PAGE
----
Recent research has revealed that the northern Great Barrier Reef’s green sea turtle offspring are born almost completely female, with males outnumbered by at least 116 to 1. If this feminisation trend continues, it will be detrimental to the future of the species. So, why is this happening? 

The sex of a sea turtle is determined by the temperature of the sand incubating the eggs. Warmer temperatures of 29.1 degrees Celsius and above produce females and cooler temperatures produce males. Increasing temperatures as a result of climate change means more females are born, disturbing the natural gender ratio. It’s possible that the population of sea turtles could be completely female in the near future. This is of critical concern to the longevity of many marine turtle species. Without males, the species cannot reproduce, and the combination of this with other threats such as poaching, fishing bycatch and loss of habitat, means we are at risk of losing these majestic mariners forever.

What are we doing?

The support of Koala has allowed us to work with partners including the University of Queensland and the Conflict Islands Conservation Initiative to launch a new research project to trial practical methods to cool the sand temperature of sea turtle nests.

Over three months, a range of cooling methods were trialled on Milman Island nesting beach in the northern Great Barrier Reef for both hawksbill and green turtles. These included natural shade from palm fronds and pandanus leaves, artificial shade, seawater irrigation and rainwater. After months of trials and research analysis, the results from the first phase came in!

Shading and irrigation showed to be successful in cooling nests and producing more male hatchlings. Hatchlings from shaded nests were also faster and more active, which means they have a greater chance of survival 48 hours after emerging from their nests.

As part of the second phase of research, our conservation team visited Heron Island in Queensland where they conducted further experiments to better understand if seawater irrigation is effective at lowering sand temperatures. Here, seawater was found to cool nest temperatures on average by 1.3 degrees Celsius. This decrease could mean the difference between producing male and female hatchlings and ensuring the survival of future green sea turtle populations.

Learn more by watching the video below: 

The team experienced great success with seawater irrigated nests which led them to the third phase of research: determining how many males are needed to maintain viable green turtle populations. To do this, the team travelled to Heron Island and conducted underwater and drone surveys to determine the “operational” sex ratio (the ratio of breeding adult males to females) of the Reef's southern population of green turtles. They hope they can use this ratio as a model for what a healthy population of green turtles should look like. Watch this video to learn more about the most recent phase of this important research:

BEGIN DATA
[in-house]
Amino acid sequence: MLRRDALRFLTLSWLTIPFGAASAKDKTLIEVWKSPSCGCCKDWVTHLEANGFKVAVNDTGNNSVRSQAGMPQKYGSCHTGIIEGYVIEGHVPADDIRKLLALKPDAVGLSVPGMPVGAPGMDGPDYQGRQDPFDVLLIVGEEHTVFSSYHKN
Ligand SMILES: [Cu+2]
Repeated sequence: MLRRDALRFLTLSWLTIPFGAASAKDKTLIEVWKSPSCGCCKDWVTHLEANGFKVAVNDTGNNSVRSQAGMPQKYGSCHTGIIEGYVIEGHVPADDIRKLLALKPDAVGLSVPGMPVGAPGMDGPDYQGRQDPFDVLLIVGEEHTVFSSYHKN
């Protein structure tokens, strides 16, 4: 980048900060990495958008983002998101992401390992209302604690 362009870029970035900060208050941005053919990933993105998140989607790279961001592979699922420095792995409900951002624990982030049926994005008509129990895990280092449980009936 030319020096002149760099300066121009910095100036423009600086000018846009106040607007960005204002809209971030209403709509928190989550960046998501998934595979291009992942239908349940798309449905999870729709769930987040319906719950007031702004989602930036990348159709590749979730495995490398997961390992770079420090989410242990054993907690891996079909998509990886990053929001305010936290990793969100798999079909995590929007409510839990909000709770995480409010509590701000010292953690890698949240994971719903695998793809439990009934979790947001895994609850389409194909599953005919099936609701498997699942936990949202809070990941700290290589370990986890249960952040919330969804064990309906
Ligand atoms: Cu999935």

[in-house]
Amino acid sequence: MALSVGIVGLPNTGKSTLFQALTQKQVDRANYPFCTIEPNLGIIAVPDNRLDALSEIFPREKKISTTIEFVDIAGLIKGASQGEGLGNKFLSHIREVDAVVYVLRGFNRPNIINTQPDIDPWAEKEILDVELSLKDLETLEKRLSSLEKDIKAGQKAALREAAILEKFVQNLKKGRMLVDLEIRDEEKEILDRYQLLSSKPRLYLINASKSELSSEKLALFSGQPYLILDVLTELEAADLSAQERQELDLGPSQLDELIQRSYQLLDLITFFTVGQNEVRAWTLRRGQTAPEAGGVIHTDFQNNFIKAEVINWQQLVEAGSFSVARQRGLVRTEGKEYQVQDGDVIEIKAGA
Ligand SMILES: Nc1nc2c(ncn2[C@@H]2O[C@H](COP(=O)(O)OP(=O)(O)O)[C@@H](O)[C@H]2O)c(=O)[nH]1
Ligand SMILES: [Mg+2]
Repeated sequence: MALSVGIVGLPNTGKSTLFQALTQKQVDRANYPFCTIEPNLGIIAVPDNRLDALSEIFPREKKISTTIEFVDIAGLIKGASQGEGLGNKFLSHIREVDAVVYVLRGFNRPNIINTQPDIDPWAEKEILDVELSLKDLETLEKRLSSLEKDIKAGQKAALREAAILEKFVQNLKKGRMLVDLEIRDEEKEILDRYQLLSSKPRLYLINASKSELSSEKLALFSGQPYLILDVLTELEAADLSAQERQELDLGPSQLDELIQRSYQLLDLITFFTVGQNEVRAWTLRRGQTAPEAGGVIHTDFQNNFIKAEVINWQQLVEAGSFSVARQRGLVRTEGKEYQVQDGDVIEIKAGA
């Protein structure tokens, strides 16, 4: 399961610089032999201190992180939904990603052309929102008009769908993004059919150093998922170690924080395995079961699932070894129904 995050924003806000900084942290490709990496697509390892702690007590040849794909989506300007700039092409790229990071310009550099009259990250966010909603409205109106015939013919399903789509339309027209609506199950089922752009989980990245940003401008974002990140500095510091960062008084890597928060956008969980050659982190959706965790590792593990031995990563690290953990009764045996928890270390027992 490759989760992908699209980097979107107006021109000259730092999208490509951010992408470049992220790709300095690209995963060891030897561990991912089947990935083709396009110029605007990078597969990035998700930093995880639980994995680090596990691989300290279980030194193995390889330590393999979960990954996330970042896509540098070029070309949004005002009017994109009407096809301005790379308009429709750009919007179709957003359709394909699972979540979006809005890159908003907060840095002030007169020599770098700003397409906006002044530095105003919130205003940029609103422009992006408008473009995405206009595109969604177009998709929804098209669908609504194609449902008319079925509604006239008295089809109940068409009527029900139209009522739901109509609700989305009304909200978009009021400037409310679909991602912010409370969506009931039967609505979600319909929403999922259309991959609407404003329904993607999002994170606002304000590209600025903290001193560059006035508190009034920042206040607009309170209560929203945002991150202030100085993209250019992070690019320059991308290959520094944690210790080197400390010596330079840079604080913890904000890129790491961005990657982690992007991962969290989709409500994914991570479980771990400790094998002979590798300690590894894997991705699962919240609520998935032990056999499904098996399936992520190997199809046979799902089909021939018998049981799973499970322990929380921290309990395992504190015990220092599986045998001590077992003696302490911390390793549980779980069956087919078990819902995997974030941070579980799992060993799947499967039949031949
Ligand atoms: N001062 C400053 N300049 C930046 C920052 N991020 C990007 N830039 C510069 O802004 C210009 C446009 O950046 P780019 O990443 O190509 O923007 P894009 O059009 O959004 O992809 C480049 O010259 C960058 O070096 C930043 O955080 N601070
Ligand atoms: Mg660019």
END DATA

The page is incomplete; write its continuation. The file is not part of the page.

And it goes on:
Updates from the field:

A green turtle (Chelonia mydas) swimming in the Great Barrier Reef= Queensland
© Troy Mayne

Working together to make an impact

Through meaningful partnerships we are able to work on projects like these that trial innovative methods to safeguard the future of species impacted by climate change. Thank you to our partners Koala, the University of Queensland and Conflict Islands Conservation Initiative for making this project possible.

Hawksbill turtle on Milman Island -
© Veronica Joseph / WWF-Australia

Project milestones

  • Trialling of cooling and shading methods including natural and artificial shading and irrigation systems commences on Milman Island.
  • Results of trial from Milman reveal the solution is shade!
  • Further research continues around optimal male hatchling numbers and where these interventions are needed most on Heron Island.
  • Results from trials on Heron Island finds seawater can cool nest temperatures on average by 1.3 degrees Celsius.
  • More updates to come soon!

Thank you

  • Melissa Staines
  • Dr Ian Bell
  • Jeremy Raven
  • Sara Kophamel
  • Bella Reboul
  • Alastair Freeman
  • Sophie Thomas
  • Brittney Zendler
  • Danny Panizo Coronado
  • Lauren O'Brien
  • Johanna Karam
  • Kerri Woodcock
  • Stephen Menzies
  • Edith Shum
  • The Western Cape Turtle Threat Abatement Alliance
  • James Cook University